What's setting off alarms is a possible downward spiral in farm land values—coupled with an expected decrease in income—that could raise farm debt to unsustainable levels.
A report released last month by the Federal Reserve Bank of Kansas City warns that if farmers use their accumulated wealth instead of profits to finance their agricultural investments, they could end up in greater debt, risk bankruptcies and potentially face the loss of their farms.
There's precedent for such a boom-to-bust cycle based on rising debt. Farmers suffered downturns in the 1920s and 1980s following economic booms in the 1910s and 1970s. In both cases, rising debt left many bankrupt.
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"I remember the 80s, and it was a bad time," said Schriver. "Land values went south, and a lot of farmers were in debt. There were a lot of bankruptcies from overdue loans that couldn't be paid."
The value of their land is an economic linchpin for farmers. Farmland accounts for 85 percent of the typical farmer's assets and serves as collateral for many loans. If land prices fall, so could the value of farms themselves. Investments in farmland have had three years of double-digit growth, according to the Federal Reserve study, as farmers keep putting money into land instead of other investments, such as stocks.
"Land values can't stay as high as they are now," said Hurst, who's written on the subject. "They've increased at a double-digit rate for the last seven years in the Corn Belt. But those values can crash in a hurry, increasing debt levels. Just look at former home owners in Las Vegas and Southern California."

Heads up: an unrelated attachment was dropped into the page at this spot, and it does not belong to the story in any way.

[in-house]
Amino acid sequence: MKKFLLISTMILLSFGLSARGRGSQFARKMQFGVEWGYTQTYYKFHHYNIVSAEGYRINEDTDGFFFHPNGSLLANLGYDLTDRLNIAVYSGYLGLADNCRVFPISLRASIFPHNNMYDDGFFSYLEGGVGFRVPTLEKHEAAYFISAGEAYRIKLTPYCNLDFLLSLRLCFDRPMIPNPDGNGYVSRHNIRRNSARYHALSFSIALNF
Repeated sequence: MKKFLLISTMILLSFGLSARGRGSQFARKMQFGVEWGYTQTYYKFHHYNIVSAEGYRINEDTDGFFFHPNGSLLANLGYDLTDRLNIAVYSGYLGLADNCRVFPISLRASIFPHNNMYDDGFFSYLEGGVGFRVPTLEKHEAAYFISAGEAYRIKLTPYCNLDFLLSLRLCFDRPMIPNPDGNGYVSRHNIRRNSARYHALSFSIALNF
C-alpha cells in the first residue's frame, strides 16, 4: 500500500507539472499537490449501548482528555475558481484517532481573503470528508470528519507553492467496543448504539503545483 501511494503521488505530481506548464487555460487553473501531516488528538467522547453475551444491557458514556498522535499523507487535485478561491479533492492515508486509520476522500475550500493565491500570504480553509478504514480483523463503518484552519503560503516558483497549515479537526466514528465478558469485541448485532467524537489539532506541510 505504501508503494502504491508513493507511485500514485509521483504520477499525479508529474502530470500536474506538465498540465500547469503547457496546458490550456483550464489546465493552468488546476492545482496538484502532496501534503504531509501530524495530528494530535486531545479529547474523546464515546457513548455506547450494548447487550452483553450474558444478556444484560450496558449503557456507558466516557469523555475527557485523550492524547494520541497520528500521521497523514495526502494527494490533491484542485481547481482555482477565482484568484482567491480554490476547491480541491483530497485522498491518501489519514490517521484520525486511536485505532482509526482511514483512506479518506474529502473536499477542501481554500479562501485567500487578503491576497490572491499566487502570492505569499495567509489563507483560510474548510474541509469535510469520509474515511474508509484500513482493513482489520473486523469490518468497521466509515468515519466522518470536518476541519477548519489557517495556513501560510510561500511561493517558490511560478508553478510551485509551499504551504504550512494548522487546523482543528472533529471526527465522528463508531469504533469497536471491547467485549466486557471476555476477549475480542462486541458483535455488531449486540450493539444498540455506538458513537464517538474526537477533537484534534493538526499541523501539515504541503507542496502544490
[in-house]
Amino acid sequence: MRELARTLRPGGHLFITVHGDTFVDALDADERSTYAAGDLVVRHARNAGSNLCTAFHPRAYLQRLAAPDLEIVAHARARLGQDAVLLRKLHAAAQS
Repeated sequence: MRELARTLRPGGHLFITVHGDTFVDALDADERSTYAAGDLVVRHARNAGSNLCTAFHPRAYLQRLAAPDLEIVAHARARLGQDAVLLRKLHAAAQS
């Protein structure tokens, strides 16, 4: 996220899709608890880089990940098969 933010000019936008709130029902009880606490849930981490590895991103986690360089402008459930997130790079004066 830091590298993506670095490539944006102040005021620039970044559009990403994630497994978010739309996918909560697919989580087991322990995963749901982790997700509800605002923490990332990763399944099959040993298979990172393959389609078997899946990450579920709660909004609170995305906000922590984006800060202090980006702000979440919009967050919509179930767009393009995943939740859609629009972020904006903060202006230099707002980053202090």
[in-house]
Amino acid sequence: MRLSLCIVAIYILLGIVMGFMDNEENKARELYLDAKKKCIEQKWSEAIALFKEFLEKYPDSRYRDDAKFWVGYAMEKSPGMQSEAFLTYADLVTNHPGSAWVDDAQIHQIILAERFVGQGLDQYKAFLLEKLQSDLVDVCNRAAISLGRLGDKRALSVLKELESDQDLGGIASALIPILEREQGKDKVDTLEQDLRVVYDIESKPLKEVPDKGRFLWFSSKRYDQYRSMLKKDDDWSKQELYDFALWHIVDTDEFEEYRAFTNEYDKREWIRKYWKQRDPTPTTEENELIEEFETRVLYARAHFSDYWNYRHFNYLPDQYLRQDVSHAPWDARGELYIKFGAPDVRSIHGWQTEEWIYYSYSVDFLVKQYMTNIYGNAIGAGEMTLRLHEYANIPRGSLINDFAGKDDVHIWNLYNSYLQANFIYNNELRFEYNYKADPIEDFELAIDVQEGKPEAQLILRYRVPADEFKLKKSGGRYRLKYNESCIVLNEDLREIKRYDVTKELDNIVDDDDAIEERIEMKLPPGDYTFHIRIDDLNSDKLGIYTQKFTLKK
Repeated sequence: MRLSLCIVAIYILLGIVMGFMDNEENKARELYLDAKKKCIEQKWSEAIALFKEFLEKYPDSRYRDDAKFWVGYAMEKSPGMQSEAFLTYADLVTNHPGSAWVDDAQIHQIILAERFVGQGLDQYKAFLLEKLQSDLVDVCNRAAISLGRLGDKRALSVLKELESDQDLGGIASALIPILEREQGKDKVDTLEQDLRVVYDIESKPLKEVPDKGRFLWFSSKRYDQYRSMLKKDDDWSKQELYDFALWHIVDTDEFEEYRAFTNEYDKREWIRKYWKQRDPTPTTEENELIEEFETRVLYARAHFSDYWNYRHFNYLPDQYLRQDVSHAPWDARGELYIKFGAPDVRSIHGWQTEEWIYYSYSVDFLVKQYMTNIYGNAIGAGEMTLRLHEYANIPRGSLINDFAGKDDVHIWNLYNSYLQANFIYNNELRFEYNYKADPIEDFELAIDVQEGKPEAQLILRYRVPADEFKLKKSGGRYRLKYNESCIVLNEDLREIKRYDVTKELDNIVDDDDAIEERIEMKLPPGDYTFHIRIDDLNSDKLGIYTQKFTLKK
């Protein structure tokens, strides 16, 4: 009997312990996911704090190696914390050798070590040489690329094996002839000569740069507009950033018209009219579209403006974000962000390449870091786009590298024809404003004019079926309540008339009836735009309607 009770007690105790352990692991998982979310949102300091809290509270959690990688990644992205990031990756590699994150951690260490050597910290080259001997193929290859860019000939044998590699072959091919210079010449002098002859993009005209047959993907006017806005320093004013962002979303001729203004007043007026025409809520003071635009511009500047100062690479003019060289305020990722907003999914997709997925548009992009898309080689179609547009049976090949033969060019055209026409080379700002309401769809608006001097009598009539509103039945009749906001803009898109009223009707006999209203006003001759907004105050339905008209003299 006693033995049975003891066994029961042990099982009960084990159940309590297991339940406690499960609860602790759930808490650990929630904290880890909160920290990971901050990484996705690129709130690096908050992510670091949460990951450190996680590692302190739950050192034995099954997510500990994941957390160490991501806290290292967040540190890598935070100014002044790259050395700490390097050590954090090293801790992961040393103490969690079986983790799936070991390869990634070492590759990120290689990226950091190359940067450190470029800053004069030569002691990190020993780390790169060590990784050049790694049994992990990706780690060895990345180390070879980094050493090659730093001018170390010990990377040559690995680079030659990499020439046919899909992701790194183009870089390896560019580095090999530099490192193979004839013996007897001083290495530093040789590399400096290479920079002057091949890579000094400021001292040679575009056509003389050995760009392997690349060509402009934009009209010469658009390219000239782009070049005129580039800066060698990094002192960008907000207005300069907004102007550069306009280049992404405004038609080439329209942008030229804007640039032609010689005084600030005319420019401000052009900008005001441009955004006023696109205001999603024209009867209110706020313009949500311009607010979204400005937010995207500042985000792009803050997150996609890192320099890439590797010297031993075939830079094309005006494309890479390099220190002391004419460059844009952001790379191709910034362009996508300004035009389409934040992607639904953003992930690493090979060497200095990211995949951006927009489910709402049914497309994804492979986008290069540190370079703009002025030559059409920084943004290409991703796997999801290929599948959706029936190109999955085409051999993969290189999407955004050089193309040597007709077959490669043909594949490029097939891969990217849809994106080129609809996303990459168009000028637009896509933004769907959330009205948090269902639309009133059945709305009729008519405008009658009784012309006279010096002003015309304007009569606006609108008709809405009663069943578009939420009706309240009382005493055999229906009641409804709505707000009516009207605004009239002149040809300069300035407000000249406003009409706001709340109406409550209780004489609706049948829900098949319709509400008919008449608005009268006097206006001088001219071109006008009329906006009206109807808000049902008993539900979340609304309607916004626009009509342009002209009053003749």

"We can see debt already increasing," Hurst said. "A Kansas Farm Management Association report says that the number of farmers with a 40 percent debt ratio is higher now than it was in 1979," and that there are three times as many farms with a debt ratio of more than 70 percent, he added.
A rise in interest rates also could make farm debt worse, said Roger Hadley, a 60-year-old farmer.
"I think there's a false sense of normalcy with farmers about this right now," said Hadley, who grows soybeans and corn on 700 acres near Fort Wayne, Ind.
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"Rates have been low for a while, but if they do go up, that's only going to increase the debt burden on farmers," Hadley said. "Loans would get more expensive."
What happens to interest rates and land values may be a guessing game at this point. But it does seem fairly certain that farm incomes are headed down. The Department of Agriculture predicts a 25 percent decline in farm profits next year as commodity prices level off and exports are reduced.
This comes after incomes reached $98.1 billion last year—topping an overall increase of 147 percent since 1988, according to the USDA.
"We're having a lot of commodity surplus here because the world is growing its own food," Schriver said. "And prices are going to go down as a result."
Lower farm income only adds to the pain of increasing costs.
"Not too long ago it took $400 to grow an acre of corn," Schriver said. "Now it's $1,000. A bag of seed was around $35 to $40 an acre. Now it's $245 or more. It's getting very expensive to farm."